In this episode… wise men or wise guys?
The Eternal Jew’s Tale
Fourteenth Era, Part 4 of 18, ~1170 C.E., to Khazaria
Sh’monah Esray, You are holy
Now the road was full of travelers, Damascus less than a week away. Horses and camels, donkeys and mules, soldiers, traders, farmers on foot, chaos and conflict when the crowd is dense, mixed with hours of quiet and calm. One goat-power is drivin’ our train.
Off in a field west of the road, clinkin’ of bells and whistle and pipe, incense burnin’ and singin’ of songs. We drift on over to see the show.
This road like a circus, wondrous and weird. Be these some Hindu holy men, rishis, swamis, sadhus or such? Dancin’ and swayin’ in an incense cloud. Oh, their turbans, so thick and so tall wrappin’ their heads in twisted folds like an eagle’s nest, like a pyre unlit. Some in robes, crimson and orange; others with hardly a loin cloth for garb, their faces painted white, their eyes blazin’ wild, chantin’ a chant in a madman’s trance, over and over in a thousand tropes like ecstatic fires be consumin’ them — ‘Sudjiddennanda’ flames from their mouth.
What is the meaning of their guttural grail, beseechin’, besearchin’ in utter zeal? Then one rushes up and grabs my hands and he spins me around like a sufi’s dance.
Soon the world’s spinnin’ and I’m out of breath so he lets me go and I stumble and fall.
“I came to you because I heard your thoughts chanting with us. Your mind soared on this mantra’s wing. Who is your teacher?”
“What kind of chump do you think I am? Hear my thoughts! Know my mind! Come on Batkol. Let’s get outta here.”
“Wait! I’m sorry! I mean no harm. I thought, perhaps, you were a friend. I thought you knew the One and All. Perhaps it isn’t you I heard, wandering along these high ways.”
“Wanderin’ the highway, that I know, but not your chantin’ and not your tongue, and not your ways and not your Ones.”
“But weren’t you thinking of the three states of Divine knowledge, those numinous winds lifting you out of the elements?”
I turn to Batkol and she just shrugs —
“When’s the last time someone said that he had ears inside your head? But he don’t seem dangerous, not to me.”
And all this time I hear myself repeatin’ a blessing in the back of my mind,
“*Attah khonane l’addum da-at…*”
*-* You graciously bestow to man wisdom
The forth blessing of the Amidah,
‘Grace us from Yourself: to perceive, to understand, and thus be wise.’
Maybe that’s the three states he means, *Da’ah, binah, v’haskael.*
*-* perception, understanding, and wisdom
I turns back more kindly now.
“Actually, our sages teach somethin’ similar to that: Da’ah, binah, v’haskael. We grow to wisdom step by step, much the way we harvest wheat — reap, thresh, winnow, clean — to filter thru the chaos of sense, full of delusion, illusion, debris, and find implicit kernels of truth. And them most astute may be inspired with poem or song, or even hear the Lor chantin’ Torah, emanatin’ worlds.”
“In the world of illusion — the human world — that exactly be those states. But in the world beyond this world — in the mind of Mind — we can discern the Sat, the Jit, and the Anand. Some would say it simply means truth, consciousness, bliss, but others say it is much more, that beyond the mind there is something else, and knowing that is knowing bliss. But until you quiet your mind enough, til the ‘you’ in the ‘all’ ceases to exist, these are empty words that fools repeat.”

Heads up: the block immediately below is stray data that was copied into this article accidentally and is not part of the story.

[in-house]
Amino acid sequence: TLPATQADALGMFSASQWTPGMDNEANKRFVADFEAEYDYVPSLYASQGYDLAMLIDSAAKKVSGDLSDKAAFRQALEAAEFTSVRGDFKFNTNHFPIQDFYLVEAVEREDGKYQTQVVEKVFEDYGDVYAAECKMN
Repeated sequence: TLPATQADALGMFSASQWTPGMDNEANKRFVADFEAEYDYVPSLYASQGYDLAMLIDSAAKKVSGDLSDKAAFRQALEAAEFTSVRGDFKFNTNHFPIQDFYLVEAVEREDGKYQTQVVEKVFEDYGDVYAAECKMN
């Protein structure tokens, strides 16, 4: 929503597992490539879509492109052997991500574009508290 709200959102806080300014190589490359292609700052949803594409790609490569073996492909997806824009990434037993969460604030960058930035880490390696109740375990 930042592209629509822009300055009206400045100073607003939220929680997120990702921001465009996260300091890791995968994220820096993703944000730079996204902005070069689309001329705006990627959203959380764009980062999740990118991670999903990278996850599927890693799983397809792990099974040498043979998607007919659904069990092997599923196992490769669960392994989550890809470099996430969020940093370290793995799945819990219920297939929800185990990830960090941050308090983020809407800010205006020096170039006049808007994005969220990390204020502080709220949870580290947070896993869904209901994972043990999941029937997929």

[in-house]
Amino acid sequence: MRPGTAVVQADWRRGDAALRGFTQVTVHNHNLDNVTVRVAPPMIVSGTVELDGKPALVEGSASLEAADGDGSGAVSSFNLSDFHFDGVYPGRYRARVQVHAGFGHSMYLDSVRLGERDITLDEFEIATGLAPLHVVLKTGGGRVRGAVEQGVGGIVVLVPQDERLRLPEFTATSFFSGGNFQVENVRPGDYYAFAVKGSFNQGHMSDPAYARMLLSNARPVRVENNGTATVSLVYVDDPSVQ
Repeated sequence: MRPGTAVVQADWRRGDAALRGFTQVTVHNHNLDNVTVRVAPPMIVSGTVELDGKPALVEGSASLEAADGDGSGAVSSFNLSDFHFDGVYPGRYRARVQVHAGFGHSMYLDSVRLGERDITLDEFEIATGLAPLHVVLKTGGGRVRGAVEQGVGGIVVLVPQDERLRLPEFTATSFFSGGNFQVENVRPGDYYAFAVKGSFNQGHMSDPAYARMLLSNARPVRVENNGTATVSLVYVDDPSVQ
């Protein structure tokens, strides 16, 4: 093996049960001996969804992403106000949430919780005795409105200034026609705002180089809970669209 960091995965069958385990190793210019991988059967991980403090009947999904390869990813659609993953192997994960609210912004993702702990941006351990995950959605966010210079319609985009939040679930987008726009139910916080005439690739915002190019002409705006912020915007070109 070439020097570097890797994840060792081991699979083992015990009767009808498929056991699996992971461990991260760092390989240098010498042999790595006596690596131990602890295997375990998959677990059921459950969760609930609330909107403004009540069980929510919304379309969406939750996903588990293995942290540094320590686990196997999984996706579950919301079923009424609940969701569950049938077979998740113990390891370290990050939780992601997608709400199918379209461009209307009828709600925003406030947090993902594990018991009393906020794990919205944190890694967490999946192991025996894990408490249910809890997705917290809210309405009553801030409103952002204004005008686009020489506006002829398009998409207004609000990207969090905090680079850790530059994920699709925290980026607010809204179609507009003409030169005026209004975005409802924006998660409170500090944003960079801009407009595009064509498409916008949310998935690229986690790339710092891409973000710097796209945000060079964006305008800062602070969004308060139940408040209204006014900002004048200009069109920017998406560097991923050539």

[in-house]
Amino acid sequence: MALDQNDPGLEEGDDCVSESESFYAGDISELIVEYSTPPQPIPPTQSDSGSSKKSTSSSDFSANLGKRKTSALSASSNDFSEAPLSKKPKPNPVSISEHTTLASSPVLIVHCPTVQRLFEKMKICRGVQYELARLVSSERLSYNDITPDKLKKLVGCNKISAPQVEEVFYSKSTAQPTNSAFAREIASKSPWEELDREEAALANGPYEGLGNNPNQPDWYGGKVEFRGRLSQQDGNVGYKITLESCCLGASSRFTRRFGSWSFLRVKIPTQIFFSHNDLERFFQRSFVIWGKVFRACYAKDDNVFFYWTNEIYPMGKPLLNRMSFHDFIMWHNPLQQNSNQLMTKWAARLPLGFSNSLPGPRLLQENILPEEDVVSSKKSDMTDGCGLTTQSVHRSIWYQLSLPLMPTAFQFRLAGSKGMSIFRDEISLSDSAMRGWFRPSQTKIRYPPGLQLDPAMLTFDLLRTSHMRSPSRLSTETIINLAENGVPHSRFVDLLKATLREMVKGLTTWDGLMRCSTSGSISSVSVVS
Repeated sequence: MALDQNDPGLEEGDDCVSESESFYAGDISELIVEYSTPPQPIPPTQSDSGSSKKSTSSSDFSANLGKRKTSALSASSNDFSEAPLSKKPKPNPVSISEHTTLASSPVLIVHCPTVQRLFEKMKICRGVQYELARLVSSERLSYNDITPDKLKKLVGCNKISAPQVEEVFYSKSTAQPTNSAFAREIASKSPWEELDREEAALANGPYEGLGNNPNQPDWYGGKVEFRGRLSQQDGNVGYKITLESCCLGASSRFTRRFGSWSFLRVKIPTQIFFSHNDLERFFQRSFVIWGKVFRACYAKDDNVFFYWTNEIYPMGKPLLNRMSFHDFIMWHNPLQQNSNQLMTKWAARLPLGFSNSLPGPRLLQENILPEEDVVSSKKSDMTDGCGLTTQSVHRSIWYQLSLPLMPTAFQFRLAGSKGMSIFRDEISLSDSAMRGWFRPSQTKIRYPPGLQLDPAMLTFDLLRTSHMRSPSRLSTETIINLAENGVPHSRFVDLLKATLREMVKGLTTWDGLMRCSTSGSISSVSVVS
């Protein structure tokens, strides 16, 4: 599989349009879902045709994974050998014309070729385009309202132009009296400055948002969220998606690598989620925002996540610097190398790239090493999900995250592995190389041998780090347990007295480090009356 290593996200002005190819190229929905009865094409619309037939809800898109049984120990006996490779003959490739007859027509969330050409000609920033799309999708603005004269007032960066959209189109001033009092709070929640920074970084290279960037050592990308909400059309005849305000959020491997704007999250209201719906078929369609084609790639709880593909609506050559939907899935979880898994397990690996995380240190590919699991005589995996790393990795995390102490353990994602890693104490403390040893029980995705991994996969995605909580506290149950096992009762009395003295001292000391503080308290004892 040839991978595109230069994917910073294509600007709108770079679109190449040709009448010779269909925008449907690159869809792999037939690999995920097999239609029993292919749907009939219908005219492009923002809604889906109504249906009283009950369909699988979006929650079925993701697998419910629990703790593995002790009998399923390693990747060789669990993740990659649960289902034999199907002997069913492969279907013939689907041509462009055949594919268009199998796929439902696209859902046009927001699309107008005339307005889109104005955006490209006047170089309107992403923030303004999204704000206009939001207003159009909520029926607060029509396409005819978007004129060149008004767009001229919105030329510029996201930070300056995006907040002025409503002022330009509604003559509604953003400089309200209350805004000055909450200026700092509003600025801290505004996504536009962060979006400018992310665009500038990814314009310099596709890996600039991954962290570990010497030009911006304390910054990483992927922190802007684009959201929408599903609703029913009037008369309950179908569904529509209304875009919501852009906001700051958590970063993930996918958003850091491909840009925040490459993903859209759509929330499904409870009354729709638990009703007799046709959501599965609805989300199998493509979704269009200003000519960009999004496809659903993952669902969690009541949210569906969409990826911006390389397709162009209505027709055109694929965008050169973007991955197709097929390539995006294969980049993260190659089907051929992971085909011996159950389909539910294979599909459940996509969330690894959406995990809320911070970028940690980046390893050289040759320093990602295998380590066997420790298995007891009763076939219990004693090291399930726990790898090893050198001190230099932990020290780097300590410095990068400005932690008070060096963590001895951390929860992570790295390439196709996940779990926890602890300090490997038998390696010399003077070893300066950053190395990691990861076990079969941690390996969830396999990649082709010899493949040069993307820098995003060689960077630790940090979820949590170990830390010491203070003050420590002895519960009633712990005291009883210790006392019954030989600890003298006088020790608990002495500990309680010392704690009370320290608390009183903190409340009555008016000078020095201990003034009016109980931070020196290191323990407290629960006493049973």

“Then I won’t repeat ‘em,” I say with a grin. “This world of sense makes little sense. How much less the mind of the Lor! But tell me, mystic, do you really hear my thoughts or is that just your game, to awe and bedazzle me into your cult?”
He smiles and answers halting and slow.
“Well, where do games end and where does truth continue unadulterate in this world? But consider an oud. Such a beautiful sound, yet its strings alone make hardly a twang. The string is plucked and the wood resounds. The wood resounds, and that’s what we hear. In Tibet I have heard they make one bell talk to others till they all wail. Our consciousness seems to vibrate the same. One powerful person expands a thought and others feel it as if it’s their own.
“That’s part of it. Another part: Harmonious people merge their souls; friends, siblings, some husbands and wives feel similar feelings, think similar thoughts, dream similar dreams or related dreams, like Tibetan bells that vibrate alike. A fact that many people disregard.
“And another part, the hardest part — the more you rise above yourself — oh how to say so you’ll understand? You know how the earth pulls you down. How high can you jump? Hardly a step. Throw a stone up; it rushes down. The ‘I’ inside you is just like the earth, constantly pulling you into it. But a few people learn, as if, to fly or, as if they climb a stair in their mind. And out beyond the ‘I’ they can then hear other’s thoughts, feel other’s feelings.
“That’s the reason we dance our dance and sing our chants again and again — to quiet the ‘me’ and hear the ‘All’. But like I said, if you don’t have wings you won’t know how to soar on these words.”
Walkin’ on, I turn and ask:
“Say them words again for me.”
“‘Satjitananda.’ One word. And what’s that word that you said?”
“‘Da’ah, binah, haskael.’ Three words.”
And we parted down our higher ways, them for Ananda, us for the Lor. Maybe, if we each reach our destination, we’ll meet again.
In the next episode, rumors, illusions, and broken pieces…